By ALEXANDER MARTIN REMOLLINO
With the Philippine government’s failure to comply with an agreement that provides immunity guarantees to negotiators of the National Democratic Front of the Philippines (NDFP), the resumption of formal talks set later this month are in peril, according to NDFP chief political consultant Jose Maria Sison. Sison also said that because of the government’s non-removal of “impediments” on 14 detained NDFP consultants, in accordance with the June 15 agreement between both parties, it is likely that the formal talks cannot be held this month and even in the remaining months of the Arroyo regime.
This, he said, would most likely happen unless the negotiating panels of the Government of the Republic of the Philippines (GRP) and NDFP hold a preliminary meeting to remove the impediments on the NDFP consultants before the scheduled resumption of formal talks.
The GRP-NDFP peace negotiations, which have been going on and off since 1986, were last stalled in 2002 when the US and the European Union included the Communist Party of the Philippines and the New People’s Army (CPP-NPA) and Sison in their “terrorist” lists. Since then the armed conflict has escalated, especially after the Arroyo government ordered the Armed Forces of the Philippines (AFP) to crush the insurgency by 2010. Its counterinsurgency program Oplan Bantay Laya I and II (Operation Freedom Watch), which was implemented full-scale in 2002, resulted in more than a thousand extrajudicial killings and enforced disappearances victimizing political activists in a seeming war of annihilation targeting unarmed civilians suspected by the military of having sympathies for the CPP-NPA.
Last June 15, the GRP and the NDFP agreed to resume formal negotiations in informal talks held in The Hague. It is hoped that the formal negotiations would seriously address the issue of human rights violations, including extrajudicial killings and enforced disappearance, as both parties signed the Comprehensive Agreement on Respect for Human Rights and International Humanitarian Law (CARHRIHL) way back in 1998.
In the June 15 informal talks, the GRP and the NDFP agreed on reaffirming all previously signed agreements before Aug. 28, the proposed date for the resumption of formal talks. These agreements are the The Hague Joint Declaration, the Joint Agreement on the Formation, Sequence and Operationalization of the Reciprocal Working Committees (RWC Agreement), the Joint Agreement on Safety and Immunity Guarantees (Jasig), and the CARHRIHL.
The GRP also declared its supposed intention to “lift the suspension” of the Jasig and to release before the end of July detained NDFP consultants as well as political prisoners who were scheduled for release way back in 2001 and 2004.
“The GRP is condemnable for refusing to release any detained NDFP consultant in accordance with JASIG and for maliciously limiting the liberty of Randall Echanis to six months and making him a hostaged consultant,” Sison said in a statement sent to the media on Aug. 22. “It is also condemnable for issuing sham safe conduct passes that in fact incriminate and condemn Vicente Ladlad and Rafael Baylosis and that practically serve as their death warrant.”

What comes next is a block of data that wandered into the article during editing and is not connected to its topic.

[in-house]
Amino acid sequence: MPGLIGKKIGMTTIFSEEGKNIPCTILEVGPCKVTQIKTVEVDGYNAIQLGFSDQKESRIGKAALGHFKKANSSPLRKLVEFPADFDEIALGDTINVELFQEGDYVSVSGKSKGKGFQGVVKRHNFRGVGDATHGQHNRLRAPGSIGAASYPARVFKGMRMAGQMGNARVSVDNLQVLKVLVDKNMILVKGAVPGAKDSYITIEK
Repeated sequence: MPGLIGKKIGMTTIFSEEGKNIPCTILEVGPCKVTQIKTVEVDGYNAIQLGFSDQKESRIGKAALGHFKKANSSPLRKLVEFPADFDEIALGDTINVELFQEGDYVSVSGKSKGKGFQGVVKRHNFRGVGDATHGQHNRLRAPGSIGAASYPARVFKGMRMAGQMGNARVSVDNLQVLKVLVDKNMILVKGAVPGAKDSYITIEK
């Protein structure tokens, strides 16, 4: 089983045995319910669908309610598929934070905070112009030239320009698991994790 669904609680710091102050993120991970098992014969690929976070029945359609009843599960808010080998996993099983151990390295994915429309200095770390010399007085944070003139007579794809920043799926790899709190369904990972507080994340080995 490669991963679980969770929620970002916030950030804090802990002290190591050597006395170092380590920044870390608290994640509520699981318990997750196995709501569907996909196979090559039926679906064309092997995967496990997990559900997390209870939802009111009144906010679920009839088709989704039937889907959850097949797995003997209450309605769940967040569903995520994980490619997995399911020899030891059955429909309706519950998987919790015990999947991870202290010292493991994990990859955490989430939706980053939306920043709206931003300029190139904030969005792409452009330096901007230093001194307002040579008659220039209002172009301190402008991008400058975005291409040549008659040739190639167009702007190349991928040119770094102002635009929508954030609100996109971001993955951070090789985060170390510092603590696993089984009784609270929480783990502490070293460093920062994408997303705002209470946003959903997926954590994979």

“The concerned NDFP consultants and their lawyers have taken a position that they would rather debunk the false charges in court and thereby seek relief than submit themselves to the vicious impositions and incriminations by the militarists like Gens. Eduardo Ermita and Avelino Razon who constantly maneuver to undermine and negate the Jasig and the entire GRP-NDFP peace negotiations,” Sison added.
Echanis was arrested in January last year on murder charges stemming from allegations that he masterminded a purge within the ranks of the CPP in Inopacan, Leyte, in 1984 — while he was in detention. At the time of his arrest, he was attending a conference on agrarian reform initiated by the Unyon ng mga Manggagawa sa Agrikultura (Uma or Union of Workers in Agriculture).
He was detained at the provincial jail in Palo, Leyte. In late July 2008, he was transferred to the Philippine National Police (PNP) Custodial Center in Camp Crame, but a few days later was again transferred, this time to the Manila City Jail. He was released last Aug. 14.
Baylosis and Ladlad, meanwhile, were slapped with rebellion charges in connection with an alleged 2006 conspiracy between the CPP and rebel soldiers to destabilize the Arroyo government. They have since been at large.
The Jasig, signed on Feb. 25, 1995, provides among other things that:
“As used and understood in this Joint Agreement, immunity guarantees shall mean that all duly accredited persons are guaranteed immunity from surveillance, harassment, search, arrest, detention, prosecution and interrogation or any other similar punitive actions due to any involvement or participation in the peace negotiations.”
Sison pointed to what he described as President Gloria Macapagal-Arroyo’s “lack of political will” in seriously pursuing peace negotiations with the NDFP. “She tries to evade responsibility by letting one set of subordinates to posture as being for peace negotiations and another set to brazenly generate impediments,” Sison said.
The NDFP, Sison said, “intends to propose to the GRP through the Norwegian government that a preparatory meeting between the GRP and NDFP sides with their respective lawyers be held within the first week of September in order to produce a written agreement that reaffirms the JASIG and stipulates the methods for complying with the JASIG and removing the GRP-made impediments on the NDFP consultants.” Bulatlat.com